A so­phis­ti­cated fem­i­nin­ity

At­ten­dees flaunted a spirit of so­phis­ti­cated fem­i­nin­ity on the red car­pet

Los Angeles Times - - CALENDAR - By Erin Weinger

The evening’s fash­ion trend ref lected em­pow­er­ment as well as com­fort.

Modern red-car­pet watch­ers can al­most play a drink­ing game to the tropes of­ten dis­played dur­ing each awards sea­son, year af­ter year (out­landish meat or safety pin or credit card dresses or an overt po­lit­i­cal state­ment — check). And that’s why the Grammy Awards typ­i­cally pro­vide a sar­to­rial re­prieve from the monotony, giv­ing ob­servers the op­por­tu­nity to wit­ness the ahead-of-the-curve cre­ativ­ity and un­flinch­ing spirit that can only be served by a mu­si­cian.

Al­though the style Sun­day felt slightly safer than years past (with a few no­table ex­cep­tions — Cardi B), it also kind of worked as a some­what in­of­fen­sive safe haven set against the world’s cur­rent mood. And, in a con­trast to last year’s #MeToo launch set­ting a more somber sar­to­rial tone, this Gram­mys red car­pet showed off a new brand of so­phis­ti­cated, flaunt­ing-it fem­i­nin­ity that felt per­fectly right on time.

There was trusty and com­fort­ing nos­tal­gia that ran deep in a va­ri­ety of ways — from the smooth, sher­bet-hued blaz­ers worn by a yacht-rock-ready Weezer (which nearly matched the al­bum art on its new col­lec­tion of mostly ’80s cov­ers); the circa-1990 “Pretty Woman”-ap­pro­pri­ate clav­i­cle-skim­ming di­a­mond neck­laces seen on host Ali­cia Keys, Ella Mai, Dua Lipa (in Bul­gari) and dou­blewin­ner Lady Gaga (in Tif­fany & Co.); and the pro­fu­sion of se­quins, strong shoul­ders and ruf­fles that re­mind of (or, per­haps, cel­e­brate) the Rea­gan era’s end.

Fes­tive bead­ing and se­quins, which were spot­ted on Camila Ca­bello (in cus­tom ma­genta Ar­mani Privé), again on Lady Gaga (in cus­tom Ce­line) and Lipa, with tones rang­ing from some­thing that could have fit into “Casino’s” cos­tume de­part­ment to a modern up­date on a mother-of-the-bride en­sem­ble at a black-tie ho­tel ball­room wed­ding.

How­ever, the big­gest mo­ment of the night be­longed to Michelle Obama, who helped open the show in a cus­tom un­struc­tured Sachin & Babi se­quin suit. Stand­ing next to Keys, Jada Pin­kett Smith, J.Lo and Gaga, the for­mer first lady and best­selling author talked about the com­mon­al­ity of mu­sic be­fore Keys, in her sec­ond out­fit — which included a Pucci head­scarf — seemed awestruck of her as­sem­bled girl group. (“Who runs the world?” Keys asked, re­fer­ring to the iconic Bey­oncé lyric.)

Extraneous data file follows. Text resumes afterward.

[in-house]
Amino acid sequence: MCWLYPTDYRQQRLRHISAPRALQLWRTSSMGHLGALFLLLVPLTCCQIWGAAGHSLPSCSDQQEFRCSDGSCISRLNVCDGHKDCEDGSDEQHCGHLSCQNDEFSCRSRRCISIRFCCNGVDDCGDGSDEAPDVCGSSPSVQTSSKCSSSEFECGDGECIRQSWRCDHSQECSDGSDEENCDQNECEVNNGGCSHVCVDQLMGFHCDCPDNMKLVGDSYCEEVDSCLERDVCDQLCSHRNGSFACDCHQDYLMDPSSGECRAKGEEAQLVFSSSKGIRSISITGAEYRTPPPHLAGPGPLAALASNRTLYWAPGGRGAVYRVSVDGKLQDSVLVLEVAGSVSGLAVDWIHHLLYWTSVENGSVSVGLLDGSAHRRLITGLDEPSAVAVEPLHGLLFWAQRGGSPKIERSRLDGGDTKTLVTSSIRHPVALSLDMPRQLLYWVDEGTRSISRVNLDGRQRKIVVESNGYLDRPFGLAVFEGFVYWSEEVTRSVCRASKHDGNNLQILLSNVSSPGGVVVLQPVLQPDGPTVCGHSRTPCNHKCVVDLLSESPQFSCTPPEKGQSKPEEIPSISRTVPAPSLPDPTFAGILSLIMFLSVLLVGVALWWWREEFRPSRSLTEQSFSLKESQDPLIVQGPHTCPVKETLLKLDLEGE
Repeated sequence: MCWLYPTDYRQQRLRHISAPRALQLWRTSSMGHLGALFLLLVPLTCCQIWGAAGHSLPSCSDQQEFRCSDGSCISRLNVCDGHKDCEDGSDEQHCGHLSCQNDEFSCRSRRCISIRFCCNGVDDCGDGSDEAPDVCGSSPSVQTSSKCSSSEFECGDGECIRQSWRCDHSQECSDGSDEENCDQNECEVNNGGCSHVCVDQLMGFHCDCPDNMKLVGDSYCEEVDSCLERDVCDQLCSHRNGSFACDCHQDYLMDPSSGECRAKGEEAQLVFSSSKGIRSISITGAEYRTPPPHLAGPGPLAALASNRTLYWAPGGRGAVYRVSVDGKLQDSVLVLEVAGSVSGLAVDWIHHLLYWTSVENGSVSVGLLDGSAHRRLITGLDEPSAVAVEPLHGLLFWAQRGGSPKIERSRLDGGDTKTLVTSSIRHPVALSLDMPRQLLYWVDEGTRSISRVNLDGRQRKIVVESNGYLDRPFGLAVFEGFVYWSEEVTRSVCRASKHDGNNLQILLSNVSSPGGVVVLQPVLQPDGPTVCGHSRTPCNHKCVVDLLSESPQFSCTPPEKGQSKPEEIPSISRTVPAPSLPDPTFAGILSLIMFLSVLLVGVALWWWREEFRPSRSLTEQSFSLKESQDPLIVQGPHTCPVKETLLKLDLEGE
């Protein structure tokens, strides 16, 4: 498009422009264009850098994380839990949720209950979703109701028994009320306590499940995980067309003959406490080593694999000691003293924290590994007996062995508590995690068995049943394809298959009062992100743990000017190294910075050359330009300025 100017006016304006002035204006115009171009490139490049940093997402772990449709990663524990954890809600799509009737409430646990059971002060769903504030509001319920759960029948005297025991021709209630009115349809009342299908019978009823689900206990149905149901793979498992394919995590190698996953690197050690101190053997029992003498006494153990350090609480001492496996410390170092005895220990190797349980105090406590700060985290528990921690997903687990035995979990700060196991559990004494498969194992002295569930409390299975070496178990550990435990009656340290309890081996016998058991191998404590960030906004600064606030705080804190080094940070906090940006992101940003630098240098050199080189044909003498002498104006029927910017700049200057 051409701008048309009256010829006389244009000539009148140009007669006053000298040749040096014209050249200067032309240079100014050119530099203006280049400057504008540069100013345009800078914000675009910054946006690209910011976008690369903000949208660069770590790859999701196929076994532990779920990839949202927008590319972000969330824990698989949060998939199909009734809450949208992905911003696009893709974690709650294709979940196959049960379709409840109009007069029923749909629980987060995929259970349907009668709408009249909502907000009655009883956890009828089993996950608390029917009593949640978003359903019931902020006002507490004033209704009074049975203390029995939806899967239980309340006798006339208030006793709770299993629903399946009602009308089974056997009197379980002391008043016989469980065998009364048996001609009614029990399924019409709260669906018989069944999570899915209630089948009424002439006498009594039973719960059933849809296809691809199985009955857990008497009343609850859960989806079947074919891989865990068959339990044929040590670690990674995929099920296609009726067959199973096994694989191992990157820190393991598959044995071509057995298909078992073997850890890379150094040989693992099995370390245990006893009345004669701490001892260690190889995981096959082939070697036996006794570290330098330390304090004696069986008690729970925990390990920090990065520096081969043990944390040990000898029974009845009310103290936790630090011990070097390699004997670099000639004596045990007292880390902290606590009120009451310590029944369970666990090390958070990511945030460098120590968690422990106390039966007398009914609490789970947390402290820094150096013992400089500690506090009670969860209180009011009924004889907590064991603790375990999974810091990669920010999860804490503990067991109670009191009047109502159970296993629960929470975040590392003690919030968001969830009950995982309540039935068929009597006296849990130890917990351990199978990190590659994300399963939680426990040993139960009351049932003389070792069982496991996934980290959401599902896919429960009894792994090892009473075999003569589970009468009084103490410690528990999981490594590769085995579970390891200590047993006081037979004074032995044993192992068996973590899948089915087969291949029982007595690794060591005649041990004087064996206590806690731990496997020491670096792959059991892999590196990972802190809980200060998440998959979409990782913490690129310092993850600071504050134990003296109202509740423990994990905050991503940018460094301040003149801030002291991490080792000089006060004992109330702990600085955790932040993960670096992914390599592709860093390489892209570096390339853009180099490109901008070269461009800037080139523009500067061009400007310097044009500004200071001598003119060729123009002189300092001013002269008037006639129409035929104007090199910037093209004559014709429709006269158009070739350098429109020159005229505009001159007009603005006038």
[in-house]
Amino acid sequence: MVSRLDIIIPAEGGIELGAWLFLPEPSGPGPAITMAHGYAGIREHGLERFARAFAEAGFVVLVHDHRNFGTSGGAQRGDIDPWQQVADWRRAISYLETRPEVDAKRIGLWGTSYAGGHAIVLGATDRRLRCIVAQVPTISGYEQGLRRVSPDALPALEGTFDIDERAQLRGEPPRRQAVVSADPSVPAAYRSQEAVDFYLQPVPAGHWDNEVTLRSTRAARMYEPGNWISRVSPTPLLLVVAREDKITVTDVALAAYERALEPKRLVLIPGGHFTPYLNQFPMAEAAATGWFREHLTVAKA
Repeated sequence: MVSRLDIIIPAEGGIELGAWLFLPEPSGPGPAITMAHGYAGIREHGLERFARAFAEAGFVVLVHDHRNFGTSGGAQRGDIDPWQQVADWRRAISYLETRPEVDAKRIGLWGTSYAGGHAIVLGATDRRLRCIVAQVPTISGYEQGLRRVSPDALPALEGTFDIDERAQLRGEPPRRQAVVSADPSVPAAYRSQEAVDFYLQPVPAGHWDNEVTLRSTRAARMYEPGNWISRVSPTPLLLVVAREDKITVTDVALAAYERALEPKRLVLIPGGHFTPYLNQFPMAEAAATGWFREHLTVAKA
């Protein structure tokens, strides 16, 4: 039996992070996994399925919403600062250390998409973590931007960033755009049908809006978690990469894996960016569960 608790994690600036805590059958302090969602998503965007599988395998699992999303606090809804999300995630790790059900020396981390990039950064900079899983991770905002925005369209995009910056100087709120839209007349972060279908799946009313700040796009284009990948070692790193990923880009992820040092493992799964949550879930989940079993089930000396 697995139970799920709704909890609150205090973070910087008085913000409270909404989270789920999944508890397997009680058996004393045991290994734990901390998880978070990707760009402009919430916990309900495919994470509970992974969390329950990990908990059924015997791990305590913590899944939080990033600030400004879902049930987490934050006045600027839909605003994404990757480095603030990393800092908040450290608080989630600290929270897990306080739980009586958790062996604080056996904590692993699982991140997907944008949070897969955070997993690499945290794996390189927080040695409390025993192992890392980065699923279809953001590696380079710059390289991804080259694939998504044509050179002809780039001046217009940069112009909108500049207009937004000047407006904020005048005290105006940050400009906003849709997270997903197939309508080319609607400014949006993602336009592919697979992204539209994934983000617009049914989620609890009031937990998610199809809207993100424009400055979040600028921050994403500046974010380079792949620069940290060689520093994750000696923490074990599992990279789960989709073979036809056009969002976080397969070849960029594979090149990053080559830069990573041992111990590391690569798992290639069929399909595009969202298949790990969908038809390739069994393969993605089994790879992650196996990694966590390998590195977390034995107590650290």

In­stead of last year’s more de­mure and con­ser­va­tive show­ing of suits and slightly less-struc­tured frocks, this sea­son brought sexy back in a way that felt pow­er­ful, strong, modern and in step with the times.

Not ev­ery look served a plung­ing V or an up-to-there side slit — though there was no short­age of ei­ther, with Tori Kelly opt­ing for a black Paule Ka gown that put her left leg on par with An­gelina Jolie’s right one. Janelle Monáe stayed true to her brand of style with a sculp­tural Jean Paul Gaultier Cou­ture dress that showed skin but with two ra­zor­sharp shoul­ders ris­ing like talons.

Coun­try mu­sic dar­ling Margo Price, who has come un­der fire within her fan base for her left-lean­ing view­points, walked the car­pet preg­nant. She, too, proudly dis­played her gams while wear­ing a ro­man­tic red gown by Los An­ge­les-based de­signer Kim­berly Parker.

Sexy came out in ways other than skin — with Mi­ley Cyrus pro­vid­ing the first ex­cit­ing up­date to the femme tuxedo in ages with a satin-pan­eled Mu­gler pre-fall ’19 piece that cre­ated a strong and sexy sil­hou­ette through an un­likely combo — an over­size jacket and cropped flared trousers. Most of the women of coun­try opted for soft, so­phis­ti­cated en­sem­bles that felt very Old Hollywood — espe­cially Kacey Mus­graves in a blush and red tulle Valentino cou­ture con­fec­tion. Her look felt about as far away from the stereo­types of Nashville as could be.

There was a sea of strong red dresses from Keys; Bebe Rexha, who made head­lines af­ter post­ing a video say­ing that no one would dress her size 8 fig­ure for the event (she ended up in Mon­soori); and trib­ute re­cip­i­ent Dolly Par­ton. But an un­likely color story emerged — pink.

This light pink felt in­ter­est­ing in this time of gen­der flu­id­ity. This pink also felt strong with Kylie Jen­ner’s fu­tur­is­tic Bal­main suit; Katy Perry’s cou­ture metal­lic bub­ble skirt num­ber also by the French house; and — the evening’s theatri­cal pièce de ré­sis­tance — Cardi B emerg­ing from a pink and black 1995era Mu­gler shell a la Venus.

The the­matic takeaway? “We’re in such a fun time of ev­ery­one ac­cept­ing and ap­pre­ci­at­ing each other for what they are and who they are,” said stylist M.E. Clark, who, along with her styling part­ner Ryann Red­man, dressed Margo Price for the evening. “Peo­ple are wear­ing things that they want.” That em­pow­er­ment is com­fort in it­self.

Pho­to­graphs by Mar­cus Yam Los An­ge­les Times

CARDI B ar­rives at the Grammy Awards in a 1995-era Thierry Mu­gler dress that was one of the night’s pink out­fits.

LEON BRIDGES wears a trib­ute to his home state of Texas on the red car­pet, where he learned he won an award.

MARGO PRICE, ex­pect­ing a child, wears a ro­man­tic red gown by Los An­ge­les-based de­signer Kim­berly Parker.

LADY GAGA wears cus­tom Cé­line with a high leg slit on the red car­pet be­fore chang­ing for a per­for­mance.

JEN­NIFER LOPEZ ar­rives in an em­bel­lished high-necked Ralph & Russo gown from the spring line.

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